Basketball: Local coaches look forward to shot clock

35-second shot clock will be mandated beginning with the 2026-27 season

Shot clocks will be coming to a gym near you for the 2026-27 high school basketball season.

The IHSA Board of Directors recently approved the move.

Schools across the state will be required to have a 35-second shot clock for varsity games at the start of the 2026-27 season. Its use for lower levels of basketball will be determined by conferences and a mutual agreement between competing teams in nonconference games.

“I love it. Think 35 seconds is perfect. It will speed the game up, make it more exciting,”

—  Mike Filippini - Hall coach

According to MaxPreps, the shot clock is already being used in 17 states and currently on a trial run in three.

The IHSA previously allowed the use of a shot clock at shootouts and tournaments. IHSA executive director Craig Anderson said in a statement that the feedback from those events influenced the new mandate.

Most local coaches look forward to the shot clock and the new dimension it will bring to the game.

Princeton coach Jason Smith works his team during a timeout Tuesday night at Kewanee. The Tigers lost 64-59 win in overtime.

“Personally, I think it’s been a long time coming,” Princeton boys coach Jason Smith said. “I think it will make it interesting from a basketball team for those teams that like to grind every possession. With the style that we like to play, I don’t think it will have any influence on us.”

“I love it. Think 35 seconds is perfect. It will speed the game up, make it more exciting,” Hall coach Mike Filippini said.

“It really intrigues me. Love the idea of being able to run certain sets toward the end of the clock,” St. Bede boys coach Brian Hanson said. “Also love the idea of being able to switch up defenses according to time left per possession, etc. Those parts are fun to think about.”

Princeton girls coach Tiffany Gonigam said it was not something she was advocating for, but is a change she will welcome.

“I viewed it as something that was a matter of when it would happen not if,” she said. “I typically like to play with a fast style, although there are times and situations where there is strategy and benefit to playing with a slower pace.

“There will be some adjustments needed for coaches, players, officials, and schools, but I think it’s all being done to make the game better and better prepare kids who wish to play at the next level.”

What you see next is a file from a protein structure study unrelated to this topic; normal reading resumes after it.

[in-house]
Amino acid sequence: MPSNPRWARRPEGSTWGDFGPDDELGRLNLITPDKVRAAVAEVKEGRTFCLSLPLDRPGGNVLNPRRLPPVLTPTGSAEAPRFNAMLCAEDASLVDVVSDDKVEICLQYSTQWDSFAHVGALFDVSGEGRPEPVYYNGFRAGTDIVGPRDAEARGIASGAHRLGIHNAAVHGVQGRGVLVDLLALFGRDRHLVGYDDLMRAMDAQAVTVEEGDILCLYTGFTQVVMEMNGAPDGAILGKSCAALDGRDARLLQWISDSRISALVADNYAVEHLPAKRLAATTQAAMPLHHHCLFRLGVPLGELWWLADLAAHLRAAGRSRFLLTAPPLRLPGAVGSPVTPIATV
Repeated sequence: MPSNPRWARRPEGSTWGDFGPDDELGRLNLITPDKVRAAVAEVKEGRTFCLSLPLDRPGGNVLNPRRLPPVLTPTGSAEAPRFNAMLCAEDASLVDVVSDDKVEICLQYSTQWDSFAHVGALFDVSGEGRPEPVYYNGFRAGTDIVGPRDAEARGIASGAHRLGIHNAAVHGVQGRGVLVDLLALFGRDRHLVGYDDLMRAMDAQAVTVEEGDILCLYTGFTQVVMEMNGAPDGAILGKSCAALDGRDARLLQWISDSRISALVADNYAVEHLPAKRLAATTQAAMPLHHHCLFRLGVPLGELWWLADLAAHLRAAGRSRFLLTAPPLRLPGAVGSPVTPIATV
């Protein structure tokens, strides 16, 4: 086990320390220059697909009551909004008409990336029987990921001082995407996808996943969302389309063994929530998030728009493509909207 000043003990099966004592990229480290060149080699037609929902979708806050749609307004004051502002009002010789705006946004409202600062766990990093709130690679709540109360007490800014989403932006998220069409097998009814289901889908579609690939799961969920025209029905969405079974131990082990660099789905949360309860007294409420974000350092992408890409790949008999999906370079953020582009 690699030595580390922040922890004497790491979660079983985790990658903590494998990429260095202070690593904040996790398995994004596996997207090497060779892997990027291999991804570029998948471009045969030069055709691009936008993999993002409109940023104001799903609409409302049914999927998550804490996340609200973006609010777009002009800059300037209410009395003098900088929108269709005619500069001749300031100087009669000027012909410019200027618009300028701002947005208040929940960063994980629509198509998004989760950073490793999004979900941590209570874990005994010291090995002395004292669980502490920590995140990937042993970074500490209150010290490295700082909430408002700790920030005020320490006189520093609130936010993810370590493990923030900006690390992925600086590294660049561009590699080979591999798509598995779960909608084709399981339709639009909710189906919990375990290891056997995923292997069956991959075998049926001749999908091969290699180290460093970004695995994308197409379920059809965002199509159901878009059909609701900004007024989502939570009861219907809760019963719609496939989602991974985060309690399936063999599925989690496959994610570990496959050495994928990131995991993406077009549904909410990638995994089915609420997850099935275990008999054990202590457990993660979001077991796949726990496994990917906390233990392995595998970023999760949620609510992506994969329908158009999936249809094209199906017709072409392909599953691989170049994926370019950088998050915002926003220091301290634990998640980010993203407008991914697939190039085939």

Hall girls coach TJ Orlandi said he’s a little indifferent to the change, but he points to a game last season when Sherrard went up two on Hall to start the fourth quarter and “went into a complete stall, just holding the ball at the top of the key for most of the rest of the quarter. That’s not really basketball to me so in that sense it will avoid things like that.

“I think there will be some adjustments and some growing pains at first as teams get used to it.”

Bureau Valley boys coach Jason Marquis said he’s pretty neutral on the subject.

“I like the shot clock for purposes of the game, but realize how hard it is to find volunteers to work games as it is today and I don’t know that the burden of needing additional volunteers and additional money for the clock itself is worth it,” he said.

Princeton's Noah LaPorte shoots between Kewanee's Kashen Ellerbrock (left) and Brady Clark Tuesday night at Prouty Gym. The Tigers won 61-55.

The logistics of having the shot clock is certainly a concern for all with schools having to fund the new device, but also find the right people who will know how to run it and know the rules.

“My only concern is finding people who know how to run it. Schools are gonna need to find people that know basketball rules and shot clock basketball rules,” Filippini said.

“It’s one more thing for the officials to worry about with schools having to have someone to operate the clock and have the know how to do it,” Smith said.

“One worry would be having people game in and game out trained on the clock,” Hanson said. “There are a lot of situations where the clock goes to a certain number of there is a kicked ball violation, etc. Back when I played in college the shot clock was 46 seconds that’s how old I am.”

“Schools will have to spend more money to install the clocks, then hire someone to run the shot clock each game,” Orlandi said. “It’s something else for refs to be aware of now as well. It will be interesting that first season but like anything else. After a year or two, everyone will just be used to it and the game will go on.”

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